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55% of Clinicians Say Their Career Positively Impacts Their Marriage, Poll Finds

Op-Med is a collection of original articles contributed by Doximity members.

More than half (55%) of clinicians in a recent Doximity poll of 3,957 respondents say their career has positively impacted their marriage. However, 33% of clinicians with spouses not in medicine say that their career has negatively affected their marriage, compared to just 11% of clinicians with spouses in medicine.

Based on poll results, physicians are the most likely (40%) to be married to other clinicians, while NPs are least likely (25%). Meanwhile, medical students (63%) and pharmacists (59%) are most likely to say their career has helped their marriage.

Specialties most likely to report that their career in medicine has positively impacted their marriage include ob/gyn (66%), cardiology (63%), neonatology (63%), and ophthalmology (62%). Physicians in some specialties are more likely to report that their career positively impacted their marriage to another clinician, including cardiology (37%), radiation oncology (36%), and general surgery (34%).

Meanwhile, specialties that report that their career hurt their marriage are predominantly surgical, including thoracic surgery (69%), ENT (65%), vascular surgery (64%), urology (56%), and orthopaedic surgery (54%). Surgeons work more hours than physicians in non-surgical specialties on average, which may put stress on relationships. 

Women (55%) are slightly more likely than men (53%) to report that their career benefitted their marriage . Women married to non-clinicians are also more likely to believe their career has benefited their marriage, with 32% of women married to non-clinicians responding positively vs 26% of men. Conversely, men are slightly more likely to report that their career had a positive impact on their marriage to another clinician (26%), versus 23% of women. 

Clinicians working in Louisiana (63%), Alabama (61%), Indiana (60%), Texas (60%), and Connecticut (59%) are the most likely to say that their career positively impacted their marriage. Meanwhile, clinicians in Iowa (59%), Utah (58%), Minnesota (57%), Colorado (55%) and Michigan (54%) are more likely to report that their career had a negative impact on their marriage.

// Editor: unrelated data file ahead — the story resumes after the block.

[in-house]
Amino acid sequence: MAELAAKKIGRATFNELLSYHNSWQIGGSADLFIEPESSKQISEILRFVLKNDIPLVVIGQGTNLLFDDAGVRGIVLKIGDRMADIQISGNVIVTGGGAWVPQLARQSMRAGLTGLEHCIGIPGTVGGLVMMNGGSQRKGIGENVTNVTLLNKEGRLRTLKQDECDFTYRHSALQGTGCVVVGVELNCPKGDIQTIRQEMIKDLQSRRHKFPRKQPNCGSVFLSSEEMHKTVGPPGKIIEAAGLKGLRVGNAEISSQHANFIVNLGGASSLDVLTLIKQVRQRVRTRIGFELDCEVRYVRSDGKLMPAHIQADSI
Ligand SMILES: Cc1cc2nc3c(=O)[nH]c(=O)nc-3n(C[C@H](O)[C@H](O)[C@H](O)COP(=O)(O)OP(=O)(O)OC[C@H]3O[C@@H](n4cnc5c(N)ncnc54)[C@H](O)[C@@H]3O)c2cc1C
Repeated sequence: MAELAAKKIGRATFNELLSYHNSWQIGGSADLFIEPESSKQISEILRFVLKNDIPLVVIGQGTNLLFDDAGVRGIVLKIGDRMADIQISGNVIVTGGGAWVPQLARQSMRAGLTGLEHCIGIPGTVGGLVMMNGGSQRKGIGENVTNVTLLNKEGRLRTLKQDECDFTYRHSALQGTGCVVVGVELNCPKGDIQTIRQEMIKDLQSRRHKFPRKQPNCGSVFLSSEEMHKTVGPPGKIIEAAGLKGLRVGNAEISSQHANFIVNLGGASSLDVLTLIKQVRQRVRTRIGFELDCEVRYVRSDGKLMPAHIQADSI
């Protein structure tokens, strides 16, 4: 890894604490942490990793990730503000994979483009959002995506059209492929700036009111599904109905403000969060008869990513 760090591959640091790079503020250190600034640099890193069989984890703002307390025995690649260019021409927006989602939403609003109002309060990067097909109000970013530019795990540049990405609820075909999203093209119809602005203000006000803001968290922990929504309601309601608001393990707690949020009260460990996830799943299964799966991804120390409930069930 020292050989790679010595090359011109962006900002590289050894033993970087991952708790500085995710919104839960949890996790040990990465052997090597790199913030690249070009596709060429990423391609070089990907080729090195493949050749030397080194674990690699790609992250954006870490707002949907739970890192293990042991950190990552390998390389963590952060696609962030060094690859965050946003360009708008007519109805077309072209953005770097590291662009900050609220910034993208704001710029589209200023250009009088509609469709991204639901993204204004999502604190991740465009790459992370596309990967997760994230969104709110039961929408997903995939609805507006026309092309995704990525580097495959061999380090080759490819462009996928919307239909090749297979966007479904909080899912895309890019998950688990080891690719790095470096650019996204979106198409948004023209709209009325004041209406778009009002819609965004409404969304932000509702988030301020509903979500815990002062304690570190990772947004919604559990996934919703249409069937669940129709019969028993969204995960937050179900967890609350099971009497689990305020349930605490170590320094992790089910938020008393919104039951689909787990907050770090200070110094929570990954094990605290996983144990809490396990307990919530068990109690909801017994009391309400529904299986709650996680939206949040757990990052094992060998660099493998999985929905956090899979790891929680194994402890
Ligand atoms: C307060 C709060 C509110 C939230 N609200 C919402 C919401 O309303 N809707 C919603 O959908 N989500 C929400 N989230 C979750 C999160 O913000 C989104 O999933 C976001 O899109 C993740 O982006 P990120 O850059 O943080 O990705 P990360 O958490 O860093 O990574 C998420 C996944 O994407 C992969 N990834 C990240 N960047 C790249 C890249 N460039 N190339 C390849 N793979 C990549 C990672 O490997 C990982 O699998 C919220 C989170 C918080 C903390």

Many factors could be contributing to lower marriage satisfaction among clinicians whose spouses are not in medicine. Clinicians often work long hours, which could mean less time with their families. Even when they return home from work, many physicians may need to spend additional time charting. A study from JAMA Internal Medicine found that physicians on average spent nearly two hours a day on EHR tasks outside of work. 

On an optimistic note, the AMA did highlight that couples may have more time to see each other if they work in the same setting or for the same hospital, such as during lunch breaks or by co-commuting. While the AMA article focused on clinician couples, there’s ways that couples in different fields could also find time together during their workdays. 

One more factor aiding couples in medicine is a shared understanding of the emotional and physical toll of clinical work. Claire Weitz, MD, an ob/gyn from Baltimore, MD, spoke of her unbreakable bond with her partner. 

“We used to call it ‘trench training’ — alternate night calls (because of children), balance of power, and a deep understanding of stresses of medicine on each other,” she said. “It will be 43 years together come September. I would not trade it for anything!” 

Similarly, some clinicians have found success in their marriages by bringing their non-clinician partner into medicine by opening a private practice together. 

“Just like my own parents (surgeon dad, businesswoman mom), I’m now in my own solo practice with my wife as my practice manager,” said Nirav Patel, MD, a plastic surgeon in Georgia who owns a private practice. “Almost 16 years of marriage, two kids, and a stressful surgery career has not yet ruined us.” 

If a career in medicine is negatively impacting one's marriage, changing practice settings or work hours can help increase quality time for couples and have a positive impact on marriage satisfaction. For example, clinicians who transition to private practice tend to have more predictable work schedules than those in hospitals, which may be more conducive to managing a marriage and family. In addition, couples that find a way to work similar hours may find it easier to create quality time with one another.

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